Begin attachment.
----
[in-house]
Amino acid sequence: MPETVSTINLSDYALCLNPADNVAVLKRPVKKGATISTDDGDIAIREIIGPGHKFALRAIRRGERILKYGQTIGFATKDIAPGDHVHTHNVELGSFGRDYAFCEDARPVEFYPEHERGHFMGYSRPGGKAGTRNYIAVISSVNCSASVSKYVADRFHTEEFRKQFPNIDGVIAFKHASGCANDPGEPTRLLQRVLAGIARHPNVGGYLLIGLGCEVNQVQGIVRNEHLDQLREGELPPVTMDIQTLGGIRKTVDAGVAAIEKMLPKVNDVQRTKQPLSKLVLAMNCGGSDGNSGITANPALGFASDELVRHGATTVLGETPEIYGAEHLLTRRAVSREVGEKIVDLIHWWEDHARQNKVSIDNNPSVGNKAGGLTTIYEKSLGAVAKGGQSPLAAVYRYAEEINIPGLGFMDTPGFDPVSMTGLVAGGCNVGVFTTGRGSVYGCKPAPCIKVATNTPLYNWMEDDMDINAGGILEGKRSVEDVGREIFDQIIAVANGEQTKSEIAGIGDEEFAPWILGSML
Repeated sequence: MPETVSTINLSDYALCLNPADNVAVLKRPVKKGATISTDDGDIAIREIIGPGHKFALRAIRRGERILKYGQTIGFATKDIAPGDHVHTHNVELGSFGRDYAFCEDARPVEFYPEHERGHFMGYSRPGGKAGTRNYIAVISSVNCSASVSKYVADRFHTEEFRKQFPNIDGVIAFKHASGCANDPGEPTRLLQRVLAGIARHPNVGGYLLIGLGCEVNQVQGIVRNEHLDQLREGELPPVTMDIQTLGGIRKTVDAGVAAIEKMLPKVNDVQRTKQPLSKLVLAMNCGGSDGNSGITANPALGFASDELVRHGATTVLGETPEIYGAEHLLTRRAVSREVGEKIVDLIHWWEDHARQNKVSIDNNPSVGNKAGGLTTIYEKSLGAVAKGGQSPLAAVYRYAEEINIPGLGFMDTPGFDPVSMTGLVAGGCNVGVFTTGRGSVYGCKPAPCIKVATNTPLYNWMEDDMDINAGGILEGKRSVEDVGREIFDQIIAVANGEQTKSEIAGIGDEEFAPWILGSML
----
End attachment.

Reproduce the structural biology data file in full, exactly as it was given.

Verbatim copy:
[in-house]
Amino acid sequence: MPETVSTINLSDYALCLNPADNVAVLKRPVKKGATISTDDGDIAIREIIGPGHKFALRAIRRGERILKYGQTIGFATKDIAPGDHVHTHNVELGSFGRDYAFCEDARPVEFYPEHERGHFMGYSRPGGKAGTRNYIAVISSVNCSASVSKYVADRFHTEEFRKQFPNIDGVIAFKHASGCANDPGEPTRLLQRVLAGIARHPNVGGYLLIGLGCEVNQVQGIVRNEHLDQLREGELPPVTMDIQTLGGIRKTVDAGVAAIEKMLPKVNDVQRTKQPLSKLVLAMNCGGSDGNSGITANPALGFASDELVRHGATTVLGETPEIYGAEHLLTRRAVSREVGEKIVDLIHWWEDHARQNKVSIDNNPSVGNKAGGLTTIYEKSLGAVAKGGQSPLAAVYRYAEEINIPGLGFMDTPGFDPVSMTGLVAGGCNVGVFTTGRGSVYGCKPAPCIKVATNTPLYNWMEDDMDINAGGILEGKRSVEDVGREIFDQIIAVANGEQTKSEIAGIGDEEFAPWILGSML
Repeated sequence: MPETVSTINLSDYALCLNPADNVAVLKRPVKKGATISTDDGDIAIREIIGPGHKFALRAIRRGERILKYGQTIGFATKDIAPGDHVHTHNVELGSFGRDYAFCEDARPVEFYPEHERGHFMGYSRPGGKAGTRNYIAVISSVNCSASVSKYVADRFHTEEFRKQFPNIDGVIAFKHASGCANDPGEPTRLLQRVLAGIARHPNVGGYLLIGLGCEVNQVQGIVRNEHLDQLREGELPPVTMDIQTLGGIRKTVDAGVAAIEKMLPKVNDVQRTKQPLSKLVLAMNCGGSDGNSGITANPALGFASDELVRHGATTVLGETPEIYGAEHLLTRRAVSREVGEKIVDLIHWWEDHARQNKVSIDNNPSVGNKAGGLTTIYEKSLGAVAKGGQSPLAAVYRYAEEINIPGLGFMDTPGFDPVSMTGLVAGGCNVGVFTTGRGSVYGCKPAPCIKVATNTPLYNWMEDDMDINAGGILEGKRSVEDVGREIFDQIIAVANGEQTKSEIAGIGDEEFAPWILGSML